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Pago Pago

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Pago Pago

Pago Pago
A portion of the docks at Fagatogo in Pago Pago Harbor. In the background is the Rainmaker (Pioa) Mountain. Fagatogo was struck by a tsunami on 29 September 2009, causing moderate damage and rock slides.[http://www.google.com/hostednews/ap/article/ALeqM5gcQYRcaxXR6t5UcX_WlbD_qBAmQwD9B16T6G0 Article] on
A portion of the docks at Fagatogo in Pago Pago Harbor. In the background is the Rainmaker (Pioa) Mountain. Fagatogo was struck by a tsunami on 29 September 2009, causing moderate damage and rock slides.[1]
Pago Pago is located in American Samoa
Pago Pago
Pago Pago
Coordinates:
Country United States
Territory American Samoa
Elevation 30 ft (9 m)
Population (2010)
 • Total 3,656
Time zone Samoa Time Zone (UTC-11)
ZIP code 96799[2]
Area code(s) +1 684
GNIS feature ID 1389119[3]
Website www.pagopago.com

Pago Pago (; Samoan: ) is the territorial capital of American Samoa. In 2010, its population was 3,656. The city is served by Pago Pago International Airport. Tourism, entertainment, food, and tuna canning are its primary industries.

History

From 1878 to 1951, the area was the site of a coaling and repair station for the U.S. Navy, known then as United States Naval Station Tutuila.

In January 1942 Pago Pago Harbor was shelled by a Japanese submarine, but this remained the only battle action on the islands during World War II.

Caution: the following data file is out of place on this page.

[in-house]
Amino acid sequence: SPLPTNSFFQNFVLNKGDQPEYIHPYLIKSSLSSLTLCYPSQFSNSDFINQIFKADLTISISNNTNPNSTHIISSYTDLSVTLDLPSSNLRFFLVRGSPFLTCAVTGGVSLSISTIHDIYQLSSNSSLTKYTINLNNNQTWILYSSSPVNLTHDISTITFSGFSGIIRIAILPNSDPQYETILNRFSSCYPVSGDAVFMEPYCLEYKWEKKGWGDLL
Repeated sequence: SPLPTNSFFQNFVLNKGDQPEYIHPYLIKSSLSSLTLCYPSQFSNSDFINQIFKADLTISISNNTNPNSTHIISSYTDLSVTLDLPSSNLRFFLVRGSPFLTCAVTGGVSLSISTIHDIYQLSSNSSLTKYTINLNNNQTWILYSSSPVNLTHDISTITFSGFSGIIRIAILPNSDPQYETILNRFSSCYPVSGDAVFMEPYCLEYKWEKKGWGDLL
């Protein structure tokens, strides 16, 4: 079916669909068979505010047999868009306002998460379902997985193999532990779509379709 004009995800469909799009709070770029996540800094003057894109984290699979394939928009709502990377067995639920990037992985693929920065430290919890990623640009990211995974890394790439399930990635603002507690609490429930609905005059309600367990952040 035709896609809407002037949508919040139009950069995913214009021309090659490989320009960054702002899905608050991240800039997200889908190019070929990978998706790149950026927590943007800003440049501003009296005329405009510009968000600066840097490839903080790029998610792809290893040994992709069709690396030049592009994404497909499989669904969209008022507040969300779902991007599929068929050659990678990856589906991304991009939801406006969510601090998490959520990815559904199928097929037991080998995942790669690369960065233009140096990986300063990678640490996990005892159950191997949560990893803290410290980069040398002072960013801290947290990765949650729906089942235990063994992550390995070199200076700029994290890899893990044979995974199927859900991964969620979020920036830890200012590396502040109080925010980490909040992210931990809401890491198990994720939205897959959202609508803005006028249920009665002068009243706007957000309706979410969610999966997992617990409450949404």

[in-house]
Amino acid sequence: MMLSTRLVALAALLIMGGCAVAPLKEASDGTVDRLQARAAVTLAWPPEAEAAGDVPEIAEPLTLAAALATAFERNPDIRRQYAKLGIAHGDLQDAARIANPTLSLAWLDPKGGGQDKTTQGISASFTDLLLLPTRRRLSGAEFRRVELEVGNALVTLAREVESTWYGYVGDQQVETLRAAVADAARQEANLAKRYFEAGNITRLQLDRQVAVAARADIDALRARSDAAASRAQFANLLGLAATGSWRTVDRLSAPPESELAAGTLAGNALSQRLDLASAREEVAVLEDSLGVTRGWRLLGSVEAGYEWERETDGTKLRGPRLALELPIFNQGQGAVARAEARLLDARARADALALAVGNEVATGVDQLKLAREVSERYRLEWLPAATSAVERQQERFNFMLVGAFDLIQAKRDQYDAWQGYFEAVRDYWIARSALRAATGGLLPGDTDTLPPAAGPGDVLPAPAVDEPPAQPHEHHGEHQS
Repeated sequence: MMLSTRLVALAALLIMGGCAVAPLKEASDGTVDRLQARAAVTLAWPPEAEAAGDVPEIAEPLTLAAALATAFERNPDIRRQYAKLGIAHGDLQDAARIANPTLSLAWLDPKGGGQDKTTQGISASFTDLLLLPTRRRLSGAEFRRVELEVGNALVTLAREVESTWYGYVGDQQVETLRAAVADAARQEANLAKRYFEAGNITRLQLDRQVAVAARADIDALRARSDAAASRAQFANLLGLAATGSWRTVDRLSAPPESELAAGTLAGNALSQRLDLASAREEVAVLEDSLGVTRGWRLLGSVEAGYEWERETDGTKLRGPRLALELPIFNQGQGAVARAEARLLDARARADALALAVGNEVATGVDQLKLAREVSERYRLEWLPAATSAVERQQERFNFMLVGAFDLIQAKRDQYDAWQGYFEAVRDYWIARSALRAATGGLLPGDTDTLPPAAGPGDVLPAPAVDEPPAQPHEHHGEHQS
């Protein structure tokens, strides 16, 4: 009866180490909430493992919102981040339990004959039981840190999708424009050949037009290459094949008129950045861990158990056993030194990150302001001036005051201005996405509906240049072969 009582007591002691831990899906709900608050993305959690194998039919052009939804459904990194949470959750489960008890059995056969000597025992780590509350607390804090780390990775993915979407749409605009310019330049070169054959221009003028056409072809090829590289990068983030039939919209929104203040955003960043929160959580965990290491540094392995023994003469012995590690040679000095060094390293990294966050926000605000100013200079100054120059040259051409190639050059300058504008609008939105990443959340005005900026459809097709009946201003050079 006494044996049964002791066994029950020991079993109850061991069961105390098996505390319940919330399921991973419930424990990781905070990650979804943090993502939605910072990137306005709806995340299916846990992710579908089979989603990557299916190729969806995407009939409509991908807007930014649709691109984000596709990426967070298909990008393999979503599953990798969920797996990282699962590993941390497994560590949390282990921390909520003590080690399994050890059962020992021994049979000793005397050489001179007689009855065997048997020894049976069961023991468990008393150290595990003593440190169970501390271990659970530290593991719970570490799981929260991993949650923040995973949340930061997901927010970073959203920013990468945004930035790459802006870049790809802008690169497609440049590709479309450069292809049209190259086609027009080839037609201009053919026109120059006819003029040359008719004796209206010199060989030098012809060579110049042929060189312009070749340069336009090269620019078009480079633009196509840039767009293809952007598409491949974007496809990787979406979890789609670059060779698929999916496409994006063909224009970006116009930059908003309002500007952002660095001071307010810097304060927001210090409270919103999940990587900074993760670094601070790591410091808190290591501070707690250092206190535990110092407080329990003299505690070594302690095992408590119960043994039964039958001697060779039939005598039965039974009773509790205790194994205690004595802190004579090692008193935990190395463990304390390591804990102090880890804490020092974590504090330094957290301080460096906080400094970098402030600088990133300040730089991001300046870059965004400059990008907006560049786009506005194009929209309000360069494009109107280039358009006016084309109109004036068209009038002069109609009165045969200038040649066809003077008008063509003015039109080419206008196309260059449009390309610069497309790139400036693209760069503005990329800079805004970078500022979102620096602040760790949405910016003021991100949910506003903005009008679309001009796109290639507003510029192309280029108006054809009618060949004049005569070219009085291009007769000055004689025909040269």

On September 29, 2009, an earthquake struck in the South Pacific, near Samoa and American Samoa, sending a tsunami into Pago Pago and surrounding areas. The tsunami caused moderate to severe damage to villages, buildings and vehicles and caused an unknown number of deaths.[1][4]

Geography

The village is located in Pago Pago Harbor, on the island of Tutuila. Pago Pago is one of the many villages in the Urban agglomeration of Pago Pago along the shore of Pago Pago Harbor located at the very eastern part (inside) of the embayment. The area includes a number of villages, among them Fagatogo, the legislative and judicial area, and Utulei, the executive area.[5]

However, because the name Pago Pago is associated with the harbor itself—the only significant port of call in American Samoa—Pago Pago is now generally applied not only to the village itself, but to the whole harbor area and to the villages in it. It is in this sense that Pago Pago becomes the de facto capital town of American Samoa.